Prevalence of Low Plasma Vitamin B1 in the Stroke Population Admitted to Acute Inpatient Rehabilitation
Department of Physical Medicine and Rehabilitation, Vanderbilt University, Nashville, TN 37212, USA
Department of Neurosurgery, Stanford University, Palo Alto, CA 34304, USA
Division of Physical Medicine and Rehabilitation, Department of Neurosurgery, University of New Mexico School of Medicine, Albuquerque, NM 87131, USA
Author to whom correspondence should be addressed.
Nutrients 2020, 12(4), 1034; https://doi.org/10.3390/nu12041034
Received: 28 February 2020 / Revised: 1 April 2020 / Accepted: 7 April 2020 / Published: 10 April 2020
(This article belongs to the Section Clinical Nutrition)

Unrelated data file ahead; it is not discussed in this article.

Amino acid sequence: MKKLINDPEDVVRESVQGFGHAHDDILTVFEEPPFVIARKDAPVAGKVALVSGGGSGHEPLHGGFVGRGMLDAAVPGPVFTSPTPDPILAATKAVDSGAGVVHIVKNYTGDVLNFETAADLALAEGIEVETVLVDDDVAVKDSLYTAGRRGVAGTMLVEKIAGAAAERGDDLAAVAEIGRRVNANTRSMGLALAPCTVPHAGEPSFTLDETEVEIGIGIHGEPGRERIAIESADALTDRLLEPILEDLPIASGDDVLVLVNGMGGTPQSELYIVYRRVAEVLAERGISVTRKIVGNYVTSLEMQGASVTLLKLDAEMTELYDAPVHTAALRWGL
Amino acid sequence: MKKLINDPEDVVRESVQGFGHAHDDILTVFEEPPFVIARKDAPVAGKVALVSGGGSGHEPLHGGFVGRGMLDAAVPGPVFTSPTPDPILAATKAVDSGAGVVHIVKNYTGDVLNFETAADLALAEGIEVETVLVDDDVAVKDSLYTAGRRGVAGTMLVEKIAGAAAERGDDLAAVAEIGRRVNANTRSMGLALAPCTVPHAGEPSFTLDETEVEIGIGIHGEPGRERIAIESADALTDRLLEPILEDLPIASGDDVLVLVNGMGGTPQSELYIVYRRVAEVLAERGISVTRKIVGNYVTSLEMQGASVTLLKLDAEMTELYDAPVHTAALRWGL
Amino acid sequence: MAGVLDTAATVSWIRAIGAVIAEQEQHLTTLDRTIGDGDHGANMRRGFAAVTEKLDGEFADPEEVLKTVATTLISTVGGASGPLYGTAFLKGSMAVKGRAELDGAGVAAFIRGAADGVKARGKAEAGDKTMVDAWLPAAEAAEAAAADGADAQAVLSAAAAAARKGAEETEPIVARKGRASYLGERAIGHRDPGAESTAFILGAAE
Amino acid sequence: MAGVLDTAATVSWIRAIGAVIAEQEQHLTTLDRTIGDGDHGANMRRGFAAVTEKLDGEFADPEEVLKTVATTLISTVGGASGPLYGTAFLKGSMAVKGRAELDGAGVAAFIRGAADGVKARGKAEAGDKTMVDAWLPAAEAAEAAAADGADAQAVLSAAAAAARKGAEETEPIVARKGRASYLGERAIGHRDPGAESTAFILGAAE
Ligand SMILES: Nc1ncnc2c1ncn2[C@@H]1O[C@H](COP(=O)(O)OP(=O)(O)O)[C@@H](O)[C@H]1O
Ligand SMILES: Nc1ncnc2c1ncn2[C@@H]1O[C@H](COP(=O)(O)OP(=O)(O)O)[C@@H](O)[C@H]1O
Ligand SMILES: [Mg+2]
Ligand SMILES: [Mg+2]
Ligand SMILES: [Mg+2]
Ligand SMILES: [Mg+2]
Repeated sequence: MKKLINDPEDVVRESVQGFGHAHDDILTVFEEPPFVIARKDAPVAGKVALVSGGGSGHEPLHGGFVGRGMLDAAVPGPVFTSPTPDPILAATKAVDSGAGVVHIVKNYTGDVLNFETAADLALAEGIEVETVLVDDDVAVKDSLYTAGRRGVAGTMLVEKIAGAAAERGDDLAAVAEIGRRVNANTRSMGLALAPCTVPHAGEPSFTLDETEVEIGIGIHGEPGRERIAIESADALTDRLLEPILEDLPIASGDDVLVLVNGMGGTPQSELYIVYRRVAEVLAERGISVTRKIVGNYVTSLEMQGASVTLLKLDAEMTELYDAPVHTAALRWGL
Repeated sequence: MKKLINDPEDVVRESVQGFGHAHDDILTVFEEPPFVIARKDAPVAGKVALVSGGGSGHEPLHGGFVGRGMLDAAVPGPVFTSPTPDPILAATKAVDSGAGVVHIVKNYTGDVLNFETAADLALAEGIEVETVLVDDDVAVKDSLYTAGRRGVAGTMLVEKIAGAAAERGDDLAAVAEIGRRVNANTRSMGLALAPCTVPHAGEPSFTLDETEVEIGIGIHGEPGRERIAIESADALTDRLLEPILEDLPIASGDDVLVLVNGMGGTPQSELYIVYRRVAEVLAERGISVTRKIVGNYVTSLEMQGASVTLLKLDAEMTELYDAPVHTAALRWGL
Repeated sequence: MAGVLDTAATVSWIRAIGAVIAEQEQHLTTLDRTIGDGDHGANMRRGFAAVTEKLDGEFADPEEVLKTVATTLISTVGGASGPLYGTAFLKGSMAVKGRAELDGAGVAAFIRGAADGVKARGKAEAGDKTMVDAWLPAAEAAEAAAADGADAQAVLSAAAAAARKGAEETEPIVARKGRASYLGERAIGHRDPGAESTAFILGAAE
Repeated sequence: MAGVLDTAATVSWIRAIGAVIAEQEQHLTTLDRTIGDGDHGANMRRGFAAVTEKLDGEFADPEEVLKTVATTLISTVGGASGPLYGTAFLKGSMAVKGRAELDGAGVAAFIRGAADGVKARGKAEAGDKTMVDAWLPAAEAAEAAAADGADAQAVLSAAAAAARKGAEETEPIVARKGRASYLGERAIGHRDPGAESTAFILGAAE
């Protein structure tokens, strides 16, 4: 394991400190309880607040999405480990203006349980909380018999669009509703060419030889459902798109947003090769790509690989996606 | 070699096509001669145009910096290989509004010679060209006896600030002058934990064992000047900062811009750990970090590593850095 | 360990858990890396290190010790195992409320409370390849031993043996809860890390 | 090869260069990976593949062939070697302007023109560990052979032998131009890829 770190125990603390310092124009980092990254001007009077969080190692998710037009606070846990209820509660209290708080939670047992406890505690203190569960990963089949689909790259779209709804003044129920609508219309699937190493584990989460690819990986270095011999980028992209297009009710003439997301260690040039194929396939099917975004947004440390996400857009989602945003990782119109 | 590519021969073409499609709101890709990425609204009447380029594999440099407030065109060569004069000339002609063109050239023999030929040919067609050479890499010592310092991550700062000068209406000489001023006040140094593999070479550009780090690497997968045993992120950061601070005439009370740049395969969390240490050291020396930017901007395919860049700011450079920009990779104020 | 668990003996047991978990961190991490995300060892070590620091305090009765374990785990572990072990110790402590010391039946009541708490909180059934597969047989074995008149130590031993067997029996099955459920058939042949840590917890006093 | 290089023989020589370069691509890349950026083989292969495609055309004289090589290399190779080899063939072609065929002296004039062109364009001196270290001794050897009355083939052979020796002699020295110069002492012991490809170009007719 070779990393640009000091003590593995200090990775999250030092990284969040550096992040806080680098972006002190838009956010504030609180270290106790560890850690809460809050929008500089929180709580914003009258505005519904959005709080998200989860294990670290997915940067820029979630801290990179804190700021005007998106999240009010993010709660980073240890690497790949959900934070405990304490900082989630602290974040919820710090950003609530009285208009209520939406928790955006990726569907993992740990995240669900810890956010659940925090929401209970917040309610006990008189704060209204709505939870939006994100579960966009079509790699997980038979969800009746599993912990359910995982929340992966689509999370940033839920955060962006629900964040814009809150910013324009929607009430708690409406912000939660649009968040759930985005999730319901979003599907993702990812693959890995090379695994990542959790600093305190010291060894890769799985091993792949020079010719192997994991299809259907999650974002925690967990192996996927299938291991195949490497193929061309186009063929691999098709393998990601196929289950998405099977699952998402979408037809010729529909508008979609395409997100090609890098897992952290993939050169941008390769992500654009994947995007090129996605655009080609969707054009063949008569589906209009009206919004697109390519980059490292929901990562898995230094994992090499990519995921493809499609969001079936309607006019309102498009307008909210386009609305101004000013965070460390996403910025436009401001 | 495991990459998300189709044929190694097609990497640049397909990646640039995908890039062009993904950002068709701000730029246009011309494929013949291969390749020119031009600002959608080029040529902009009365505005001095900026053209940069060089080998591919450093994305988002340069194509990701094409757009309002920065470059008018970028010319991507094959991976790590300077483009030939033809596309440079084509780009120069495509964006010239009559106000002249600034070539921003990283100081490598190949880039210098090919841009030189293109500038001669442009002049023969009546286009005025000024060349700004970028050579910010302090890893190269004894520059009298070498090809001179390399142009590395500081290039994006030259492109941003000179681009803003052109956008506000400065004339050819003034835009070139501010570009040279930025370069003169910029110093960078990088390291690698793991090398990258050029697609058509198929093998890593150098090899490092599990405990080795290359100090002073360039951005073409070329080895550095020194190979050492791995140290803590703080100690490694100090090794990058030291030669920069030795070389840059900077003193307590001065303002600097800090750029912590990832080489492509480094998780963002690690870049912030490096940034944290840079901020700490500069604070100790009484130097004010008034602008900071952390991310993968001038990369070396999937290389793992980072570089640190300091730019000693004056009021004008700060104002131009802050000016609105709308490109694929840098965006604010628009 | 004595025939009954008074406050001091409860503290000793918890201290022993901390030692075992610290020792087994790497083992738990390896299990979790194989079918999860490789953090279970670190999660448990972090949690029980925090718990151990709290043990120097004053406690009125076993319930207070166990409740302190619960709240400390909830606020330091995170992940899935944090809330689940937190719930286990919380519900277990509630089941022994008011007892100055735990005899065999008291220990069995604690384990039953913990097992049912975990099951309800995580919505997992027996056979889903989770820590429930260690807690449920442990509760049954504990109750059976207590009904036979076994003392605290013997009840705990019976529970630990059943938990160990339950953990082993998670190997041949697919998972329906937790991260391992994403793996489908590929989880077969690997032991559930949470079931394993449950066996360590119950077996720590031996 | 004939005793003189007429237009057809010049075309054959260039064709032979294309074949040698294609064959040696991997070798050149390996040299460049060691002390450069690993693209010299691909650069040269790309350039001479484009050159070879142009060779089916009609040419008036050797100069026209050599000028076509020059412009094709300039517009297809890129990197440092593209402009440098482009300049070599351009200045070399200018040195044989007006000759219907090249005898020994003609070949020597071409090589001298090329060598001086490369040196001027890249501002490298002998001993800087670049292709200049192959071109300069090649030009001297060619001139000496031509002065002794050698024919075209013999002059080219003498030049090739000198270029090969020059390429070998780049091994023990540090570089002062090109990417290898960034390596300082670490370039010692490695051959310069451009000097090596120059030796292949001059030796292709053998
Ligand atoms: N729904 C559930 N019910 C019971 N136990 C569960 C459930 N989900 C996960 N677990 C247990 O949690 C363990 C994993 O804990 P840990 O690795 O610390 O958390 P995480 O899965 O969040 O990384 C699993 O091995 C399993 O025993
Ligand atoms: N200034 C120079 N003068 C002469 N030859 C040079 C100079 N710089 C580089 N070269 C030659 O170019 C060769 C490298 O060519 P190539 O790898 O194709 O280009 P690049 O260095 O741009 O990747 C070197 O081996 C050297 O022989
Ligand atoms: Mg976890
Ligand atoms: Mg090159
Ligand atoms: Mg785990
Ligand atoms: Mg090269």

Objective: To determine the prevalence of vitamin B1 (VitB1) deficiency in the stroke population admitted to acute inpatient rehabilitation. Design: Retrospective cohort study. Setting: Acute inpatient rehabilitation facility at an academic medical center. Participants: 119 consecutive stroke patients admitted to stroke service from 1 January 2018 to 31 December 2018. Interventions: Not applicable. Main Outcome Measures: Plasma VitB1 level. Results: There were 17 patients (14%; 95% CI 9–22%) with low VitB1 with a range of 2–3 nmol/L, an additional 58 (49%; CI 40–58%) patients had normal low VitB1 with a range of 4–9 nmol/L, twenty-five patients (21%; CI 15–29%) had normal high VitB1 with a range of 10–15 nmol/L, and nineteen patients (16%; CI 10–24%) had high VitB1 with a range of 16–43 nmol/L. Conclusions: In this cohort of patients admitted to the stroke service at an acute rehabilitation facility, there is evidence of thiamine deficiency. Moreover, the data suggest that there is inadequate acute intake of VitB1. Given the role of thiamine deficiency in neurologic function, further study of the role of thiamine optimization in the acute stroke rehabilitation population is warranted.